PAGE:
The Impact of Changing Hair Growth Cycles and Shedding (What’s Normal?)

When an average, healthy individual reaches physical maturity, at or around the end of adolescence, he or she will have between 100,000 to 150,000 hairs on the head. Under normal conditions, the average person will “lose” or shed approximately 100 Telogen hairs per day and grow 100 Anagen hairs per day. It is normal to see about 100-150 hairs shed per day, but this can vary depending on styling habits and many other factors.  Baldness or hair thinning occurs as changes to individual hair follicle cycling occurs. As most individuals get older, the percentage of hairs in the resting stage (Telogen phase) increases, while less hair remains in the active growth or Anagen phase. With hereditary hair loss, hair follicles spend more time in Telogen and less time in Anagen, and they also miniaturize or shrink. The sum total of these changes produce a gradually thinner, weaker, wispier, and shorter hair fiber over time.

Are you seeing excessive shedding and hair loss but don’t know what to do?

Schedule a private virtual or in-person consultation with Keinya today.

A Crash Course in the Role of Genetics and Hormones in Hair Loss

For many years, researchers told us that hair loss resulted from the genetics inherited from the mother’s side of the family. Now, advances in medical science offer proof that “baldness” genes can be passed down from either or both sides of the family. We also know that this inherited trait can appear to skip generations and even affect siblings differently. There are over 200 genes known as SNPs or “Single Nucleotide Polymorphisms” that regulate hair characteristics, including the onset and speed of hair thinning and baldness. Exciting breakthroughs in genetic testing now allow physicians to predict your risk of baldness as well as assess which treatments may work best for you.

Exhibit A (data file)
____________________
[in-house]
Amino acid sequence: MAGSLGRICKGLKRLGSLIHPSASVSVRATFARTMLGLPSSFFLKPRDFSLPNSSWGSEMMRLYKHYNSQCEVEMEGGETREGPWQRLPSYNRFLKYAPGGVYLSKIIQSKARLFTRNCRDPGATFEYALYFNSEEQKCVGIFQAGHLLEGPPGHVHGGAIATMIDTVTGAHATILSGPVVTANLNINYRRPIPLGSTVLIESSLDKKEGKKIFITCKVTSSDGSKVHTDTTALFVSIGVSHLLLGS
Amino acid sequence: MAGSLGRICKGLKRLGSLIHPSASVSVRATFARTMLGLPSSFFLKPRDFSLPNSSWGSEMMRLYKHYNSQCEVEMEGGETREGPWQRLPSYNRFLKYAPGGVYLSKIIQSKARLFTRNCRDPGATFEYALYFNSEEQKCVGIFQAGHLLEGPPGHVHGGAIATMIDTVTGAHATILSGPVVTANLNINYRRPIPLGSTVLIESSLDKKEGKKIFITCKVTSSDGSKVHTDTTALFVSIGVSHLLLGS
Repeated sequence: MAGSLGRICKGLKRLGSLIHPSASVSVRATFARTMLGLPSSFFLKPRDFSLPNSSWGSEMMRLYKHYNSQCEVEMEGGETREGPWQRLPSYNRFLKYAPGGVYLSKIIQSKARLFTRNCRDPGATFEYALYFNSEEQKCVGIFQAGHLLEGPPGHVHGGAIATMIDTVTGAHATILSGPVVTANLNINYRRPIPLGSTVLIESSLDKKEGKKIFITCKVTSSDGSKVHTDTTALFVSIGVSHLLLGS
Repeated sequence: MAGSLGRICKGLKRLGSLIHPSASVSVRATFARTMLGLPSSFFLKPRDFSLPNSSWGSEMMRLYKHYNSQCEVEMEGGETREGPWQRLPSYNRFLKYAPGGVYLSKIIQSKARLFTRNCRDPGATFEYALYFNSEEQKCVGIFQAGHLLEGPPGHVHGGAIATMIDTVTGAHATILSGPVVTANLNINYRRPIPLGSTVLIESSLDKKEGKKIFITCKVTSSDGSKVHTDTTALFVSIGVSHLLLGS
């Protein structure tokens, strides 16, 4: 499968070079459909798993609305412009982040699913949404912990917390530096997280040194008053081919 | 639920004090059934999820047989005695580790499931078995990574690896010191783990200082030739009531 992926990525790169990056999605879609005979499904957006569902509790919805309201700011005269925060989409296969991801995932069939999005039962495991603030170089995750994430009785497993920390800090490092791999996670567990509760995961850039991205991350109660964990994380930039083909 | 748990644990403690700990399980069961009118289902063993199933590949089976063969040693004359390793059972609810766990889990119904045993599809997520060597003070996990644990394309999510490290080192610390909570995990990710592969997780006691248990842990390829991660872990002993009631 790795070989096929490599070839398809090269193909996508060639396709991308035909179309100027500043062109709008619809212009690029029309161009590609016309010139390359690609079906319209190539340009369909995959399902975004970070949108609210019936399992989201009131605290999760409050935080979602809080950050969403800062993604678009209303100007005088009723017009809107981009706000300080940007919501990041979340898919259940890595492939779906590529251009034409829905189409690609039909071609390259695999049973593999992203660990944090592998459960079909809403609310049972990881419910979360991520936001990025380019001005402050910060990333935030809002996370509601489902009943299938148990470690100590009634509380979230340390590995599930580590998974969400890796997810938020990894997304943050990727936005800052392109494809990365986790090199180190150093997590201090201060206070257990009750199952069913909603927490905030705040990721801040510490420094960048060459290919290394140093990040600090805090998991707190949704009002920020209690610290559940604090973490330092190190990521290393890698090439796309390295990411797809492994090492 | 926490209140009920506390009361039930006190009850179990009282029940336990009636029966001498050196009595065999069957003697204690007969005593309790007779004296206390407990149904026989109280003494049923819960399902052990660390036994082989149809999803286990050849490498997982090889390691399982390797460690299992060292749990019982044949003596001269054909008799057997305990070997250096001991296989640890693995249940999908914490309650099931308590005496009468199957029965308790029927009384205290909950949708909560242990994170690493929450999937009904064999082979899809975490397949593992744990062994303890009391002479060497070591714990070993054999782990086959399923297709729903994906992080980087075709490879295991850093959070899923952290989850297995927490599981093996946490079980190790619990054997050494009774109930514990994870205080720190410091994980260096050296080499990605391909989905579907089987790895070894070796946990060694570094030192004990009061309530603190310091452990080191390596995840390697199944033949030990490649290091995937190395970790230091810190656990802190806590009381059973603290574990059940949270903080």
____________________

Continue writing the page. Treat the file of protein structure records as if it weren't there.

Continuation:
Scalp Health & Hair Loss

You wouldn’t try to grow plants in depleted or toxic soil, would you?  Today we know the health of the scalp plays a very important role in the quality and quantity of your hair. Common symptoms of poor scalp health include itching, flaking/dandruff, inflammation, excessively oily or dry scalp, scalp acne, dull or brittle hair, as well as shedding, hair breakage, and hair loss. Keinya Beasley has a keen interest in scalp health because an unhealthy scalp impairs hair growth as well as results. We are dedicated to scalp health, and are scalp experts that scientifically evaluate your scalp using a variety of tools and treat scalp problems with in-office and at-home interventions.

Male Pattern Hair Loss – Androgenetic Alopecia

For men, male pattern baldness or androgenetic alopecia is the most common form of hair loss. It is characterized by thinning and receding hair beginning at the temples and weakening of the coverage at the crown or vertex of the head. Over time, the hair at the temples continues to recede, leaving a central patch of hair at the front of the hairline and a growing bald spot at the crown. Eventually, as the hair loss in these areas widens, the baldness at the front and crown meet to form one large bald spot. Depending on the rate of progression of the hair loss, all that remains is a ‘border’ of hair around the side and back of the head. Male pattern hair loss is a concern for many men because as the hairline recedes, the face takes on a more aged appearance. Hair loss is seen by many as an unwanted sign of premature aging.